Sunday, June 04, 2006

People With Whom I Am Currently Irritated

My department chair: Months ago I asked you if I could teach something next year that I'd taught before (US Government -- my passion -- or US History) in addition to what I'm currently teaching (Human Geography) so that I could have at least one period a day where I felt like I knew what the hell I was doing. Instead, you have me teaching World History, a subject I've never taught before. You've made my job harder, not easier.

A cute guy at the grocery store: I thought you were attractive until I noticed you were wearing a Bush-Cheney t-shirt. Are you serious with yourself? There are like ten people on the planet who still like Bush, Inc. enough to admit it, and you're wearing their fucking t-shirt?! In this town?

That guy at the beach today who warned his family to "watch out for the faggots": Are you aware that the f-word is akin to the n-word? Or that just because men are flamboyant doesn't mean they're gay? Or that you're teaching your children to hate people based solely on their sexual orientation? Or that homosexuality is not a communicable disease?

Sigh Of Relief

On behalf of the internets I'd like to welcome my little brother back to the blogosphere, which he abandoned (along with speaking to me) about two weeks ago after we had an argument about baseball, of all things. Little bro' insisted baseball was for pansies and that he (and anyone with two arms) could play major league ball. Big sis, who fucking loves baseball, asked if perhaps little bro' had grown a wee bit too angry and pointed out that he wasn't much fun to be around anymore.

My brother was less than receptive (to put it mildly), but I'm kind of the teacherish motherish make-everything-better type and I love him more than just about anything else in the world -- way more than baseball -- so I persisted, encouraging him to have hope for the future and to see the humor even in bad situations, even though I knew he didn't want to hear it. (And he didn't: "I'm gonna go now because I really have to pee," he said to me. "No you don't, you just don't want to talk to me anymore," I countered. "That's true," he acknowledged, "but I'm gonna go anyway.")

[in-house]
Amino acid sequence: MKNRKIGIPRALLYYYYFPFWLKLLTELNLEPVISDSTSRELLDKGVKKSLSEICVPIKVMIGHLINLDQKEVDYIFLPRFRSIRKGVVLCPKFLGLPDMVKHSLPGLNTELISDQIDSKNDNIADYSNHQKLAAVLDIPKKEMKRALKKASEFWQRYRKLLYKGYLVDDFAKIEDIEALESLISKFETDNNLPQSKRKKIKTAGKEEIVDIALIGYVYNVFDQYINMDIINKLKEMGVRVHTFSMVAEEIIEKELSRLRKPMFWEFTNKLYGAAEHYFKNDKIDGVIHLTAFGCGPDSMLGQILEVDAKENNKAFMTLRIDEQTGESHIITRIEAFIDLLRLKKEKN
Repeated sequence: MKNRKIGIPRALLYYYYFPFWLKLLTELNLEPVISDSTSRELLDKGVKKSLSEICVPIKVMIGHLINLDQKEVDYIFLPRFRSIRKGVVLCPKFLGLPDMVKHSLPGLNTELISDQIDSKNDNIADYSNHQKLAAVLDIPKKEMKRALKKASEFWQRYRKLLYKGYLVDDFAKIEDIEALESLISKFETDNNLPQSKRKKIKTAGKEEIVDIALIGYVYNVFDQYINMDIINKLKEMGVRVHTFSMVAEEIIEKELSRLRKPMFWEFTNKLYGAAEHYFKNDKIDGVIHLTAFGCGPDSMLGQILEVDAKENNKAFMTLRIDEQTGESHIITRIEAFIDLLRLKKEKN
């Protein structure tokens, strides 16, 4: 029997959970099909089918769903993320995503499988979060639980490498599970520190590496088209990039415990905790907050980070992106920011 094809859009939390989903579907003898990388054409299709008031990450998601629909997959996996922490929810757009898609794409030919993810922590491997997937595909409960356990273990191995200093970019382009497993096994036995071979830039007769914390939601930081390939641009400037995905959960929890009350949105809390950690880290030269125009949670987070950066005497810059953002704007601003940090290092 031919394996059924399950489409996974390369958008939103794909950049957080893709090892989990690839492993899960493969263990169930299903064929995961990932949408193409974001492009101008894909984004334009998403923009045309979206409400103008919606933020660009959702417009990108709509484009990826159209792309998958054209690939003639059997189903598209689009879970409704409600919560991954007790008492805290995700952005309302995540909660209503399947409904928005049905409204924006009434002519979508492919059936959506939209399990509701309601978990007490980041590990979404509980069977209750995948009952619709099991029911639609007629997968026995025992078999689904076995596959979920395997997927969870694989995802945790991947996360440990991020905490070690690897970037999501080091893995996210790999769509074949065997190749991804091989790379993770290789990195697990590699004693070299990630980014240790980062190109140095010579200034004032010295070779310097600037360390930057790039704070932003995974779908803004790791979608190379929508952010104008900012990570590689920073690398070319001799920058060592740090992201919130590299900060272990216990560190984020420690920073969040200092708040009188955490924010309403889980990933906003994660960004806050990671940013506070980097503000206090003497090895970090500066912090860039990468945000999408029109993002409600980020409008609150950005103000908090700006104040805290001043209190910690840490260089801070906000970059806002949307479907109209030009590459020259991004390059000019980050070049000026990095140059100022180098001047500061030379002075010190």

That was two weeks ago, and I've spent most of the last two weeks worrying about him (worrying about shit is my thing). But at long last my brother called me this afternoon just to chat, and then this evening he emailed me the link to his new blog, where I discovered this:

I'll just try to find some kind of humor or hope in all of it 'cause I'm really not that guy that's constantly complaining and bringing everyone down and what not and I think hope is an important thing to hang onto. . . .I'm gonna try and look for some kind of light somewhere and try to not get bogged down along the way.
And that just makes me smile.

There's Nothing Cute About Oppression

Last week one of my colleagues lent me a very cool (from an educational perspective) artifact to use in class: a burqa. My students and I had learned about religous fundamentalism in general -- and its effect on women in particular -- earlier in the year, so the burqa thing was not news to them. As a teacher, I was pretty excited about the burqa, but as a woman it totally creeped me out, and if I thought about it for more than a few seconds that burqa made me angry. Even after seven years of teaching, I still forget that your average high school student is not nearly as nerdy or indignant as I am, so I mistakenly expected my students to feel pretty much the same way upon seeing the burqa.

"You look silly," one kid said. "Is it hot under there?," a bunch of kids asked. "Oooh, take a picture," another kid urged. "You should go knock on Mr. E's door and see what he does," suggested one of my favorite girls, as if it were Halloween. The closest they came to righteous indignation was arriving at this consensus: "Wow, that must suck."

Um, yeah, I think living under a regime that thought so little of you that it attempted to render you invisible by forcing you to cover yourself from head to fingertip to toe, made it illegal for you to receive an education, forbade you from leaving your home unless escorted by a close male relative, stoned you if it thought you'd had sex outside of marriage, and outlawed laughter would be pretty fucking "sucky."

Thursday, June 01, 2006

Troubled? Really? That's All You Could Come Up With?

The current president is reportedly "troubled" by the possibility that a group of Marines in Iraq murdered about 24 unarmed civilians in Haditha and then lied about the incident to cover up the massacre. Bush assures us that those involved in the murders will be punished. You know, kind of like the people responsible for torturing prisoners at Abu Ghraib or for leaking Valerie Plame's name were punished.

Oh wait.

I'm pretty fucking troubled myself: troubled that this asshole hasn't been impeached yet.